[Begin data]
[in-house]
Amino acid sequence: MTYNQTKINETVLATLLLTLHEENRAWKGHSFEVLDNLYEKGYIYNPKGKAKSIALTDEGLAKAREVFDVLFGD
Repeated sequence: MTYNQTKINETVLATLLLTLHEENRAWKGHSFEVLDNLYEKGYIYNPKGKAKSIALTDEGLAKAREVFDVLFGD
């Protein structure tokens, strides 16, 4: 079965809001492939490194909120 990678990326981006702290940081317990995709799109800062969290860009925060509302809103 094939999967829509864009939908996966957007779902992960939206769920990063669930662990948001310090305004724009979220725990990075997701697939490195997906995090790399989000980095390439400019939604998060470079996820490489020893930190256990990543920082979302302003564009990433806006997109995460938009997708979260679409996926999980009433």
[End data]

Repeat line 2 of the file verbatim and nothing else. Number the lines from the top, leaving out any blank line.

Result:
Amino acid sequence: MTYNQTKINETVLATLLLTLHEENRAWKGHSFEVLDNLYEKGYIYNPKGKAKSIALTDEGLAKAREVFDVLFGD